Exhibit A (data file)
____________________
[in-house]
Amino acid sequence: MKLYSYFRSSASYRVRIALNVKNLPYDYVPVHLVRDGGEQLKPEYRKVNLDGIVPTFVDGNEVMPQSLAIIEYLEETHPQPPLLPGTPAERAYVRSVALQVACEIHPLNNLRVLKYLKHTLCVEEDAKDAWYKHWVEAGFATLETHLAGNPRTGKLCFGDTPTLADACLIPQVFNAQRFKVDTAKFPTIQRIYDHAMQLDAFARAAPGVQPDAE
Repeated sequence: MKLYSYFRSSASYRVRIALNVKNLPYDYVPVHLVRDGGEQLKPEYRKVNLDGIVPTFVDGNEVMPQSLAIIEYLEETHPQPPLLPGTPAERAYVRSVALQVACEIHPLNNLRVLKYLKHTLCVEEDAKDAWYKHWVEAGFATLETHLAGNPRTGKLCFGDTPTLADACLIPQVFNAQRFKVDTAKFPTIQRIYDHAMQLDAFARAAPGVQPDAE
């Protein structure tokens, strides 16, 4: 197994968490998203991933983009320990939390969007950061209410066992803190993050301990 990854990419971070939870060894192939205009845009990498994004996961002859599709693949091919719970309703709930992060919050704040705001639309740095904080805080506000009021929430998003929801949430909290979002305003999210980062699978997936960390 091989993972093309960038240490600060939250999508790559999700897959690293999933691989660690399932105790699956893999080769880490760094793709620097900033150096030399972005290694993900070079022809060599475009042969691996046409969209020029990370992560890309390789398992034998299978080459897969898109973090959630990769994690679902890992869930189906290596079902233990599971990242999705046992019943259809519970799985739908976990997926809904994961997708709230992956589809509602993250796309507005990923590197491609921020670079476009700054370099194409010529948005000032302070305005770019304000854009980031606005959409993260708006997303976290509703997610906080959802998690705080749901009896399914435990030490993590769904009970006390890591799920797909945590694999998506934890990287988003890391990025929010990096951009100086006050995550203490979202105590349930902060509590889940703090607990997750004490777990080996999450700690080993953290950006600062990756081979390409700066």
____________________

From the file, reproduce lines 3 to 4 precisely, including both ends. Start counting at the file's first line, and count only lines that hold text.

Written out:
Repeated sequence: MKLYSYFRSSASYRVRIALNVKNLPYDYVPVHLVRDGGEQLKPEYRKVNLDGIVPTFVDGNEVMPQSLAIIEYLEETHPQPPLLPGTPAERAYVRSVALQVACEIHPLNNLRVLKYLKHTLCVEEDAKDAWYKHWVEAGFATLETHLAGNPRTGKLCFGDTPTLADACLIPQVFNAQRFKVDTAKFPTIQRIYDHAMQLDAFARAAPGVQPDAE
């Protein structure tokens, strides 16, 4: 197994968490998203991933983009320990939390969007950061209410066992803190993050301990 990854990419971070939870060894192939205009845009990498994004996961002859599709693949091919719970309703709930992060919050704040705001639309740095904080805080506000009021929430998003929801949430909290979002305003999210980062699978997936960390 091989993972093309960038240490600060939250999508790559999700897959690293999933691989660690399932105790699956893999080769880490760094793709620097900033150096030399972005290694993900070079022809060599475009042969691996046409969209020029990370992560890309390789398992034998299978080459897969898109973090959630990769994690679902890992869930189906290596079902233990599971990242999705046992019943259809519970799985739908976990997926809904994961997708709230992956589809509602993250796309507005990923590197491609921020670079476009700054370099194409010529948005000032302070305005770019304000854009980031606005959409993260708006997303976290509703997610906080959802998690705080749901009896399914435990030490993590769904009970006390890591799920797909945590694999998506934890990287988003890391990025929010990096951009100086006050995550203490979202105590349930902060509590889940703090607990997750004490777990080996999450700690080993953290950006600062990756081979390409700066």